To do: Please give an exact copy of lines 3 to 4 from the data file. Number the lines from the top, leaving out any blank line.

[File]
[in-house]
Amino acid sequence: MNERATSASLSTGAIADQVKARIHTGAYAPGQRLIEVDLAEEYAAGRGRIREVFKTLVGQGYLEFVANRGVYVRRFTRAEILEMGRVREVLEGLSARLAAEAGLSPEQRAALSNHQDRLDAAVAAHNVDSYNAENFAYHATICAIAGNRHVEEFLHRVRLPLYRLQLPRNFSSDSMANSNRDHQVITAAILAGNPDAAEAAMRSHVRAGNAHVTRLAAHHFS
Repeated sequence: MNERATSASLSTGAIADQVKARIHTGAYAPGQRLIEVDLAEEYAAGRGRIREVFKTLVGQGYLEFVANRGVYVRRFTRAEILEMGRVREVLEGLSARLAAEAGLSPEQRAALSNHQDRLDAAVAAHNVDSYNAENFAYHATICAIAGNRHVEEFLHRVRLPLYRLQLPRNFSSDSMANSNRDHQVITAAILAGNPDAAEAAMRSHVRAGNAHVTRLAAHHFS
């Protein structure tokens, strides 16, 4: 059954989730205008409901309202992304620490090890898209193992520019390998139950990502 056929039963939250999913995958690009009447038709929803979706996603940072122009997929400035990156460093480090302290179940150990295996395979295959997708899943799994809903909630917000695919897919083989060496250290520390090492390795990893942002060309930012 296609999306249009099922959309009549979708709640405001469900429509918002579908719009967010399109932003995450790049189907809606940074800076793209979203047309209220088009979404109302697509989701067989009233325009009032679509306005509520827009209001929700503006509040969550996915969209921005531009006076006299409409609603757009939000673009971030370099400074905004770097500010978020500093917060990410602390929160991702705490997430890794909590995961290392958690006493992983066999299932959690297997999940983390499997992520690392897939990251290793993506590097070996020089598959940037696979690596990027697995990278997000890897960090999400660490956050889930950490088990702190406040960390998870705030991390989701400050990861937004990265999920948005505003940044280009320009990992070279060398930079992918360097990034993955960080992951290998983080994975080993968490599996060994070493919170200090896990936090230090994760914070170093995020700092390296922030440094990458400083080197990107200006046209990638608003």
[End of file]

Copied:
Repeated sequence: MNERATSASLSTGAIADQVKARIHTGAYAPGQRLIEVDLAEEYAAGRGRIREVFKTLVGQGYLEFVANRGVYVRRFTRAEILEMGRVREVLEGLSARLAAEAGLSPEQRAALSNHQDRLDAAVAAHNVDSYNAENFAYHATICAIAGNRHVEEFLHRVRLPLYRLQLPRNFSSDSMANSNRDHQVITAAILAGNPDAAEAAMRSHVRAGNAHVTRLAAHHFS
């Protein structure tokens, strides 16, 4: 059954989730205008409901309202992304620490090890898209193992520019390998139950990502 056929039963939250999913995958690009009447038709929803979706996603940072122009997929400035990156460093480090302290179940150990295996395979295959997708899943799994809903909630917000695919897919083989060496250290520390090492390795990893942002060309930012 296609999306249009099922959309009549979708709640405001469900429509918002579908719009967010399109932003995450790049189907809606940074800076793209979203047309209220088009979404109302697509989701067989009233325009009032679509306005509520827009209001929700503006509040969550996915969209921005531009006076006299409409609603757009939000673009971030370099400074905004770097500010978020500093917060990410602390929160991702705490997430890794909590995961290392958690006493992983066999299932959690297997999940983390499997992520690392897939990251290793993506590097070996020089598959940037696979690596990027697995990278997000890897960090999400660490956050889930950490088990702190406040960390998870705030991390989701400050990861937004990265999920948005505003940044280009320009990992070279060398930079992918360097990034993955960080992951290998983080994975080993968490599996060994070493919170200090896990936090230090994760914070170093995020700092390296922030440094990458400083080197990107200006046209990638608003």